Port-au-Prince, Dec 25 (EFE).- Christmas decorations or traditional carols are scarce this year in Haiti given the acute socio-political and economic crisis in the country.
Shopping, gifts for children and decorating of houses and placing pine trees at the entrance of homes, which are part of the Christmas traditions of Haitians – have mostly disappeared.
The streets and markets are still crowded with people, who, unmindful of the festival season, appear trying to survive in the midst of an increasingly uncertain period.
“The sales are not as much as in the past. This year there is nothing,” complained Jean Pierre, an electronics retailer at a market near the National Palace.
For Haitians, the holiday periods and especially the end of the year are a sign of good sales, especially in the informal sector that keeps the country’s economy alive, which otherwise has been in a free fall in recent years.
“This year I see it’s different. You don’t even hear the carols. This year there is no preparation,” Jean Pierre told EFE.
At his side, Marie Pierre, who thanks God “for staying alive,” complained that there were no festive activities, hence no money.
The scarcity of some foods or their high cost has made it difficult for an average Haitian to make the traditional Christmas dinner, consisting basically of rice with beans, pork, chicken and macaroni.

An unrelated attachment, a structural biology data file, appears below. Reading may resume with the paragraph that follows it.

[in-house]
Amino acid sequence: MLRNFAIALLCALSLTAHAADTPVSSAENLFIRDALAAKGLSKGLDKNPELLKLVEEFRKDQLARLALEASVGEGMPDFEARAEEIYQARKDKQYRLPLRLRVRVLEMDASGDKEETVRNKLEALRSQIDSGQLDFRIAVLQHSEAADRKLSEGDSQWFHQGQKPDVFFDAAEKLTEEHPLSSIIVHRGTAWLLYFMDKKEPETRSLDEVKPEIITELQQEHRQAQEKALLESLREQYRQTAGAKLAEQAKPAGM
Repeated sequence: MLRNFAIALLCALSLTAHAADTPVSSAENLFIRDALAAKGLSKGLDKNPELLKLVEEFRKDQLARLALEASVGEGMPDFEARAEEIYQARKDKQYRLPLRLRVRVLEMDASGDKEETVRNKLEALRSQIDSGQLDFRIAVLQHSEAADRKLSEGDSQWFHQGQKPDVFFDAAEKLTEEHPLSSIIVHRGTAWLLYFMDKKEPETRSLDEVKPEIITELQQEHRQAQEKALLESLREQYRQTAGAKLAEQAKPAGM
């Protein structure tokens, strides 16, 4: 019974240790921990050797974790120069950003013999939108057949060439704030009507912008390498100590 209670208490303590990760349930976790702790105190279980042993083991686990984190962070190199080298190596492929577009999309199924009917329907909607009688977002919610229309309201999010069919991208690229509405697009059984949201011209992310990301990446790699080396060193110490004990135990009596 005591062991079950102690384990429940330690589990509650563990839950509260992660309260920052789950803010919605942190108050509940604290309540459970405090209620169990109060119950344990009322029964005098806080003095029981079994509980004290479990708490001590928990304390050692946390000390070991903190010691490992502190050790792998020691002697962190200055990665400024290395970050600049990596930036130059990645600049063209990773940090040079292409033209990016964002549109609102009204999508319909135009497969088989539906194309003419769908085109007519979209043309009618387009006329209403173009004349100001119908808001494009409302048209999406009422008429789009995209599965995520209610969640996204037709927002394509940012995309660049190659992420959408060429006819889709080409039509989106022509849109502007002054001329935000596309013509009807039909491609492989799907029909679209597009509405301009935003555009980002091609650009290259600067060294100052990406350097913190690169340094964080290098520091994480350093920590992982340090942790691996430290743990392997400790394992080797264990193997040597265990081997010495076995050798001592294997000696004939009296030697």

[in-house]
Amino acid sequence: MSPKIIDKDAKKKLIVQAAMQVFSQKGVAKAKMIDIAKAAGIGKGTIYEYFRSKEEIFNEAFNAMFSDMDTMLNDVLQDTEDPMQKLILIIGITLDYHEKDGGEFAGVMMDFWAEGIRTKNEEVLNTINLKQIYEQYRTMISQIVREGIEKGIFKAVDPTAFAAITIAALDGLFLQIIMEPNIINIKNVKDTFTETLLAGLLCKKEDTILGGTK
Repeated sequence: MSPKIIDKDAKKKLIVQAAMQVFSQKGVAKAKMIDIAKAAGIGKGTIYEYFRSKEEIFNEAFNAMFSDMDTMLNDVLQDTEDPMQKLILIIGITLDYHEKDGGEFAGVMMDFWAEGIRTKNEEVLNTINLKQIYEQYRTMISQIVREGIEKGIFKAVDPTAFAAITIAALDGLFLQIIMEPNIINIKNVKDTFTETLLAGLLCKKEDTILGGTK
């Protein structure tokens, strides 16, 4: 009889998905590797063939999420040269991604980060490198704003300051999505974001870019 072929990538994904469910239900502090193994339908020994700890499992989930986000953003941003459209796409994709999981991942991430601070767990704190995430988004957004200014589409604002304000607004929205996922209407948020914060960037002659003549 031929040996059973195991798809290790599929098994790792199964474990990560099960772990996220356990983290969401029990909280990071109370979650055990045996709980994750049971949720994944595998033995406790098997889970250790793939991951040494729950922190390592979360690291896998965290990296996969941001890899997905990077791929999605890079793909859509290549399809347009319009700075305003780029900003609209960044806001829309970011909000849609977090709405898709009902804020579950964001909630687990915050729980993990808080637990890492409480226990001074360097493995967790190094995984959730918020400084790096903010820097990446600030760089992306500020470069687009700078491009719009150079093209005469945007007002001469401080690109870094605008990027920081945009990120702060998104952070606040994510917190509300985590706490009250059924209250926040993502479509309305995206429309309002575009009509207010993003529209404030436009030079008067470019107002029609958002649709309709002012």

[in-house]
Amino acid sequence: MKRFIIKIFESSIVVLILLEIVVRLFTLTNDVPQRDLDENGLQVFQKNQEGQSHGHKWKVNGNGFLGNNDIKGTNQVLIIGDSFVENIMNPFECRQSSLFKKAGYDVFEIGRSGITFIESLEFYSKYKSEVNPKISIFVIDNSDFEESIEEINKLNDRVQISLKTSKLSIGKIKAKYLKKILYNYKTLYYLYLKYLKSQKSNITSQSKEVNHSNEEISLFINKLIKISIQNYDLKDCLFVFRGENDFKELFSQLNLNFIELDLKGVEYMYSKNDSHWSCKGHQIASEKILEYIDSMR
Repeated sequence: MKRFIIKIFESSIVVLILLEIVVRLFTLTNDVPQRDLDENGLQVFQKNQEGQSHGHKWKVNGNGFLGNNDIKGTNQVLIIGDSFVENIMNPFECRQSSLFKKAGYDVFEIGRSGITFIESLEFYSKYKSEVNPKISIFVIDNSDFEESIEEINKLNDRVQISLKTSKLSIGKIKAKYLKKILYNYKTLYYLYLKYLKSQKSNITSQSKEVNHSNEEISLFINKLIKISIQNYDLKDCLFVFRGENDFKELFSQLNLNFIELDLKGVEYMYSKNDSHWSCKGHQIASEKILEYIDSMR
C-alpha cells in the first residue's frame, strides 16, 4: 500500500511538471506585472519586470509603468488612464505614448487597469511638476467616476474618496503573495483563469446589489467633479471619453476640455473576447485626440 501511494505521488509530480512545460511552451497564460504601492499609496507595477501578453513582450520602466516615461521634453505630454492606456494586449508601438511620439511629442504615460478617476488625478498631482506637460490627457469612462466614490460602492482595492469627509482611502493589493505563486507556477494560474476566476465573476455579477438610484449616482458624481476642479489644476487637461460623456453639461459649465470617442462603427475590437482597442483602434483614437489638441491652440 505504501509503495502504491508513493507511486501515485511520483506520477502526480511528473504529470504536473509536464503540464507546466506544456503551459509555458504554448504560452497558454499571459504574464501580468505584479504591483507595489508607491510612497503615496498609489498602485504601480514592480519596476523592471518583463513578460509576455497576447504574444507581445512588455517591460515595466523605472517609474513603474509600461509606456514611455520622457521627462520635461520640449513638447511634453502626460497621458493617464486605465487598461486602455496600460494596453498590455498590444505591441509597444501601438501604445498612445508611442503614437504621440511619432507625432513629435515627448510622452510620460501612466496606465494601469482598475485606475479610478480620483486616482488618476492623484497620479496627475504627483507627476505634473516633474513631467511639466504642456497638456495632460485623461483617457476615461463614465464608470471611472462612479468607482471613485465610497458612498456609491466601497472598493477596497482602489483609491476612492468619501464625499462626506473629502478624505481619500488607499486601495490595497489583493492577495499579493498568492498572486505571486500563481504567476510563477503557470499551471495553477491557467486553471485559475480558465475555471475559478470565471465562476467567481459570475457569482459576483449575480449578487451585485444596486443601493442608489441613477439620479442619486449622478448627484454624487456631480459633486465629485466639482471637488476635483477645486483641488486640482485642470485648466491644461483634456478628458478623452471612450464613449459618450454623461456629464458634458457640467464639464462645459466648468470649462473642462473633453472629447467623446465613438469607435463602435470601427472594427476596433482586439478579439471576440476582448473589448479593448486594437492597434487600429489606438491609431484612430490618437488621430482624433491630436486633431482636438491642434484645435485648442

The situation is aggravated by growing and widespread insecurity, which practically prevents nightlife in this country, given the menace posed by armed gangs.
For analysts and ordinary citizens alike, this has been the worst year the nation has had due to a series of events, including the assassination of President Jovenel Moise on July 7, and an earthquake on Aug.14 that devastated much of southern Haiti, killing 2,248 people.
This year, “the situation has been very difficult. I would not say catastrophic, (But) it is an extremely difficult situation for households and businesses,” Haitian economist Enomy Germain told EFE.
“When there is a political crisis, economic indicators tend to deteriorate. It affects the livelihoods, causes shutdowns and bankruptcy of households,” said Germain, adding that only the August earthquake caused a loss of 15 percent of Haiti’s GDP. EFE